entertained the idea before."
" f.' Produce your thp-y, please, and end this
"The theory is concerning little men and
-women. I believe that people of small
stature are far better natured than those of
averago size. Did you ever see a small man
who wasn't good humored and inclined to
take a rosy view of lifef And did you ever
know a little woman' who wasn't jolly and
fall of funf I've studied humanity a good
deal and I never yet have encountered a
small Avon who was surly or misanthropic.
Who aro the pessimists? Lank, tall, raw
boned, dyspeptie- individuals almost in
variably. " Did you ever see a man five feet
six inches that was melancholy? No, and
yon ore not likely to. I tell you the world
would bo a mighty lonesome place without
the littlo grown up people. They make moro
than half the f uc there is ' in f.hii vale pt
"Utile men are Invariably good ktory tell
11 , They are hearty laughers; they are
oick to see the humorous side of any quos
ion and they relish a joke even if it is at
.heir own expense. They make the firmest
Jjriends and adhere to those whom they like
through thick and thin. They are seldom
quarrelsome, and never conceited. They are
often sensitive, but quick witted people gen
erally are. Altogether they are tho best
folks in the world to get along pleasantly
with, whether in a business or social way."
!'AtLnitting that what ypu say is correct,
Low do you account for itf'
'Don't account for it at all, yet I kuow it
f true, because ray observation and experi-
have taught nu so." Naw Voi-k
Found ITsa for Him.
Smith, do please introduce Mr.
ere to roe!" "It's no good, dear;
x" "No, I know; but I want
be roes with my drebs so
How to Make a Teat.
Bnj nine yards of cood, etoat, yard
wide cotton, cloth and cut into three
strips of three yards each. Sew these
stripe together ttecurely by overlapping,
ana you will then havo a strip three
yard square. Make a solution of twelve
ounces of lime unl five ounces of alum
in three gallons of water, and soak the
cotton in it for a day. Itinse it in warm
rain water and ft t retch it in the sun to
dry. It will then be waterproof.
Having reached your camping out
place, cut two iIes eight feet long, each
with a fork at one end. Sink the other
ends in tho ground about a foot and beat
the earth well to keep them firmly in
place. These ioles bhould be about eight
feet apart. Now cut another pole about
nine feet long and put it on the top of
me oiner two, resting in the forks. Cut
two more tAes ten feet long for the fides
t't jour frame, resting one end of each
lle on the cross iolo auvl te other end
n t'o groui.l. fctretch tho canvas over
the frame and tack it to the poles. You
can make the sides of your tent weather
proof with the boughs of cedar and other
This is the sirvji aii iest expensive
te.r.fc 'oi can have, and it Will answer
your purposes fully. Tho interior of the
tent, however, would bo a little movo
roomy and comfortable f would put
tip n sppf.mj fraute in the rear, dimilar to
that in frout, bay two feet high, and
fatretch tlio canvat over that and thence
to the ground.
Select sloping ground to put your tent
on, fco that if it rains tho water will read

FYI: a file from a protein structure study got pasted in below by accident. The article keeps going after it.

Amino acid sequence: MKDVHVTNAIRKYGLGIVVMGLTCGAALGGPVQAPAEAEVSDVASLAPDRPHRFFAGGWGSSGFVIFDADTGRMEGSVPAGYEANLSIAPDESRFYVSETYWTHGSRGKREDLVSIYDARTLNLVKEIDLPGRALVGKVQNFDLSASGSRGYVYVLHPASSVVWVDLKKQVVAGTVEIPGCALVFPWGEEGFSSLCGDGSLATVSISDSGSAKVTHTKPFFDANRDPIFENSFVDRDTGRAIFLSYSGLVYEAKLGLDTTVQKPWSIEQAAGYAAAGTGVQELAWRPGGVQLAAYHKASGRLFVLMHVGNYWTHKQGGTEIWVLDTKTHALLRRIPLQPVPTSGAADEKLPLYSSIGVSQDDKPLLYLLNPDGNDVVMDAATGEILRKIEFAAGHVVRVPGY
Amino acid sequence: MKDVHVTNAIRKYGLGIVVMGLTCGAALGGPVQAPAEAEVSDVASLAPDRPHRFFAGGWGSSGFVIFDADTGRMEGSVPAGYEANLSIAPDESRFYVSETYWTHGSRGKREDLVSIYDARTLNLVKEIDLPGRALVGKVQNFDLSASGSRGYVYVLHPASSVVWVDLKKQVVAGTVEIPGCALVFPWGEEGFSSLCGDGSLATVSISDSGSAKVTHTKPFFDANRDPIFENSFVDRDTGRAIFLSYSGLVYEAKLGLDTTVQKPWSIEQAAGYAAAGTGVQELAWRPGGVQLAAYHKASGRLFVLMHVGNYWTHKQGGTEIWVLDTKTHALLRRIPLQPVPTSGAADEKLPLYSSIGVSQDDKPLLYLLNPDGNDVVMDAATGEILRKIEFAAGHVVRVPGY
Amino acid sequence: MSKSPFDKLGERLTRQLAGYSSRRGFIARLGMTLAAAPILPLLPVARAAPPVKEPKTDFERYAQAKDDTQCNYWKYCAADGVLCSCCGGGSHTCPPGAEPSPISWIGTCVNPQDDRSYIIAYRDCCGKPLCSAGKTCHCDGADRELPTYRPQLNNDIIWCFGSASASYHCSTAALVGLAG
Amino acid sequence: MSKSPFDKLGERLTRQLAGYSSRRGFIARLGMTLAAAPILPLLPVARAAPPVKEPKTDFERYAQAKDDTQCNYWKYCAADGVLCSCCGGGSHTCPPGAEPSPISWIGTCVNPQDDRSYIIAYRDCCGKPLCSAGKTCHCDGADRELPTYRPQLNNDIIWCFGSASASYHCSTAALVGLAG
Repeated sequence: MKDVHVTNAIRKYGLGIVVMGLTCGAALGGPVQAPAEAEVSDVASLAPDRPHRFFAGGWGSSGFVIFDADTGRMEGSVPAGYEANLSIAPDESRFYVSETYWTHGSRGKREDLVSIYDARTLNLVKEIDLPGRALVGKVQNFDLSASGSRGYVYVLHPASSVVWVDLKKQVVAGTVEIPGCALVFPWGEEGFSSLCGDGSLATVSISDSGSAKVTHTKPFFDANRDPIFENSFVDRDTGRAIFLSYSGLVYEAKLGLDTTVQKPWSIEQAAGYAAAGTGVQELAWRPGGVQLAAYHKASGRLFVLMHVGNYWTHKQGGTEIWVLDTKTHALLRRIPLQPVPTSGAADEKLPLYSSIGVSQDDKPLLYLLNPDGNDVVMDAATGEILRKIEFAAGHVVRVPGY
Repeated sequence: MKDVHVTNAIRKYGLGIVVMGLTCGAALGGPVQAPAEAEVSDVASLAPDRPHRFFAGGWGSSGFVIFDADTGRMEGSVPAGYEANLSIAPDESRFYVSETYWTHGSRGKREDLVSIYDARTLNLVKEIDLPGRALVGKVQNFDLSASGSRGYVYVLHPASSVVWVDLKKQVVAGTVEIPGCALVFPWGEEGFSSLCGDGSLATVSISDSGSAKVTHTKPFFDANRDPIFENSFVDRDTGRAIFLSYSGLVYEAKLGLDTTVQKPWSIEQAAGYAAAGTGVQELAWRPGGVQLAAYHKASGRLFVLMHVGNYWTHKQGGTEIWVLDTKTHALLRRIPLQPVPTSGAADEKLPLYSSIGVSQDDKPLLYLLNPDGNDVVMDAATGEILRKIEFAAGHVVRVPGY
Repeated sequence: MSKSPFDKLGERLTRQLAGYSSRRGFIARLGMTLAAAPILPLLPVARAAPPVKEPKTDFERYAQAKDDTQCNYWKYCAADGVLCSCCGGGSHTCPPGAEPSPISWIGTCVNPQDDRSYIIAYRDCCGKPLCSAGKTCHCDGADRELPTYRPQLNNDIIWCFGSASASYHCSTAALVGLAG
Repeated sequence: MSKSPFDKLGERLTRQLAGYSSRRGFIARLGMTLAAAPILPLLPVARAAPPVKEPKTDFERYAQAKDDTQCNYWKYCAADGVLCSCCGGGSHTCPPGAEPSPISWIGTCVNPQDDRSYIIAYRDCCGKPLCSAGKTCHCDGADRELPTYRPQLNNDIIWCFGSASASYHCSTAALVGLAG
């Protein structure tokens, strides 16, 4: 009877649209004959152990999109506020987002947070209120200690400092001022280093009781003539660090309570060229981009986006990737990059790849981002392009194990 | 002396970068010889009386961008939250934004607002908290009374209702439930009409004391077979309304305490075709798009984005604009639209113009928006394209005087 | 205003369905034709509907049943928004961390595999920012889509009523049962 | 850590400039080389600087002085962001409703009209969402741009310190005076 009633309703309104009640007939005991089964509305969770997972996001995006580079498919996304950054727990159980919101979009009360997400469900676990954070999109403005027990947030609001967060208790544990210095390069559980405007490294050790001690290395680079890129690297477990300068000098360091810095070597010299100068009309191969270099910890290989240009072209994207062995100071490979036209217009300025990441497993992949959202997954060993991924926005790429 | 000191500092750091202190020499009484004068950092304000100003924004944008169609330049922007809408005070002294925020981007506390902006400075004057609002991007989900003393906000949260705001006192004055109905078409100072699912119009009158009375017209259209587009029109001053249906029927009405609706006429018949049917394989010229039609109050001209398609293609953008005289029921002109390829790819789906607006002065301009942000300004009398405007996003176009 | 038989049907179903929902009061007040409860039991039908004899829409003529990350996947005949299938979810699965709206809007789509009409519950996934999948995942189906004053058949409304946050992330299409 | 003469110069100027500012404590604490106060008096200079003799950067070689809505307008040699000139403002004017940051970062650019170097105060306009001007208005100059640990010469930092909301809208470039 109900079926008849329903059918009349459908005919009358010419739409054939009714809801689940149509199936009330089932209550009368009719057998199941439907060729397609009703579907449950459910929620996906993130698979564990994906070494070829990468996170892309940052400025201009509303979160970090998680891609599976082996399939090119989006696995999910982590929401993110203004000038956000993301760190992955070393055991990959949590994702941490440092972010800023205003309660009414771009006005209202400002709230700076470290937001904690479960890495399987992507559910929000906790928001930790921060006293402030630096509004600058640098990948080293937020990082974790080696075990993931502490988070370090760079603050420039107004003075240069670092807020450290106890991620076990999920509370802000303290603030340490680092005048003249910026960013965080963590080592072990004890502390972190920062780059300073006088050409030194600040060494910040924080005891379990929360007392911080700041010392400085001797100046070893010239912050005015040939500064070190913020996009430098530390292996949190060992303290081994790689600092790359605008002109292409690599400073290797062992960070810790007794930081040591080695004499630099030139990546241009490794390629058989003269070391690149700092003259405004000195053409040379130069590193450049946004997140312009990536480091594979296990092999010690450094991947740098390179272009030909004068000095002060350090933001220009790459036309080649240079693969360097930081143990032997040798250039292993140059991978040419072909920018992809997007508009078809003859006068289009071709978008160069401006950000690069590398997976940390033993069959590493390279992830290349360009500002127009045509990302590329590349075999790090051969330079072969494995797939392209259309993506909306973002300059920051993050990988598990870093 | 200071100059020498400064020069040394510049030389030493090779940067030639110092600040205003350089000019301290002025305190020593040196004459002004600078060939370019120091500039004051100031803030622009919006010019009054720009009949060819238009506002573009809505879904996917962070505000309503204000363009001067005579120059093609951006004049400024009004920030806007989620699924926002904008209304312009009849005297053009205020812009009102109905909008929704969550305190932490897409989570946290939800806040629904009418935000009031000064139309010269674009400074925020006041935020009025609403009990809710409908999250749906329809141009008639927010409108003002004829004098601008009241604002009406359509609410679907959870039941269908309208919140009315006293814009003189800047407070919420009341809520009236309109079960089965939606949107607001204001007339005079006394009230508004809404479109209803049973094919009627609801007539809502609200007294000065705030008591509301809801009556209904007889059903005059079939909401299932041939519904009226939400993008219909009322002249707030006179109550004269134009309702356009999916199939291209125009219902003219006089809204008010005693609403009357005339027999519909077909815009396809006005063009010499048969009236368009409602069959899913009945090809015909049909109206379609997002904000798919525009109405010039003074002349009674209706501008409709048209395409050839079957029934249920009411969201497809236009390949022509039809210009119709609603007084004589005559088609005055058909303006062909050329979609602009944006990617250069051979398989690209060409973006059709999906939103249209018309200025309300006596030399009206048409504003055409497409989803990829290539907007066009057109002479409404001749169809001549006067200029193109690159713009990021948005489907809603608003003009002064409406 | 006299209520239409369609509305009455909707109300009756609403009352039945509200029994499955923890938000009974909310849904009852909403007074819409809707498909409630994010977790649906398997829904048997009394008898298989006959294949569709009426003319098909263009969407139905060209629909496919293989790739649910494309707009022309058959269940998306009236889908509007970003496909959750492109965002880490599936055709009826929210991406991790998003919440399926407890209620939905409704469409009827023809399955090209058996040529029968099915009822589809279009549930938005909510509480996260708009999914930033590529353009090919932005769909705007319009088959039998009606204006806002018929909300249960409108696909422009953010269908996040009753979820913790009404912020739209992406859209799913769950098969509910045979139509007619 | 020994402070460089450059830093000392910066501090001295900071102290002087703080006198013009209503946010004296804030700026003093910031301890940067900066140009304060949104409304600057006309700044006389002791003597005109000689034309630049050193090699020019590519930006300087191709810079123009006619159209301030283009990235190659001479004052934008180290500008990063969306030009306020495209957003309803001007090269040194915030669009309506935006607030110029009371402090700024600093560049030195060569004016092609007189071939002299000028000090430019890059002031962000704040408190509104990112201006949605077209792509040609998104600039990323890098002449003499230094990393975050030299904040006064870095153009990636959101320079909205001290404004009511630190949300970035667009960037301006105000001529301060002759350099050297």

ily run off; and also dig a little ditch
around the tent, with an out'.pt furuiiritf
down tho incline, as the ficrit' o' thd
tent will be open- unlctU jot'chocia' tot
provide enough canvas tQ coo j yi.,i
jiad place it with lhj front toward
tho porth w liorthvrctt, for 6torms, if
you have any, will probably come from
the south or southwest.
Tho rude hut described, for it is little
else, will no doubt seem ?, f4u.iy shelter
to thce xho iiave nev'er1 occupied one,1
but for ierfect!resf arid fho soundest of
sound Sleeping, you will hud it superior
to the best room in your city
Clucago Trpnnio. '"
Writers and the
The method of presenting literary mat
ter through a "syndicate may have it3
advantage, hut I think it shuts oil in n
sense, a great many writers who might
otherwise gradually gain recognition. If
a syndicate were managed right, i could
pay Letter prices for hteiavV matti-r'tlian!
any one else; tha! projectors of such! aii
enterprise 'could alTord tq pay certain
authors enormous sums but, af ho sanu
time, suoh a KUeine would work liko
having no copyright law; it would
enable one class of authors to sit down on
tlfo others and keep them out. .
A popular journal which had the nerve
and enterprise tq securo good authors exi
clusively and pay them 'for' their work
would put itself ahead of competitors.
The trouble with tho "syndicate" is that
it tends to reduce ourr.rIa iot a dead
level, lipbert Ponner, of The New York
Ledger, ' 'tried the former method; ho
paid certain authors' good, prices to wnt?
exclusively for jn'mi and, fpunt that tnc
undertaking fcaui'hiin. So, in 'the pres
ent dav, an enterprising editor who U on
the alert can find young American
writers of promise and bring them out,
thus not only starting them on successful
careers, but greatly benefiting his own
journal. E. 1. Roe in The Epoch.
low a gneen tVaa hockel:
M. Julien J3iault has just published a
volume giying a history qf the tetep.liojS
since jts. postmen taj adoption. Vie tella
an amusing story of its debut in Brussels
in 1SS4. The queen was asked to listen
from her palace to a representation at the
Monnale theatre. Suddenly, to tho sur
prise of all present, she dropped the in
strument, giving a little gasp of djsmrjj,
The chorus leader-had just been' giving
ms lumuiipus crowu buuucii vcpnutancj
in the niost unparliamentary language,
usin th'p panio'of Pivine Prqvidencg ju
a very 1 1 eo and easy' manner. ' "Strict
orders were given on the morrow to oblige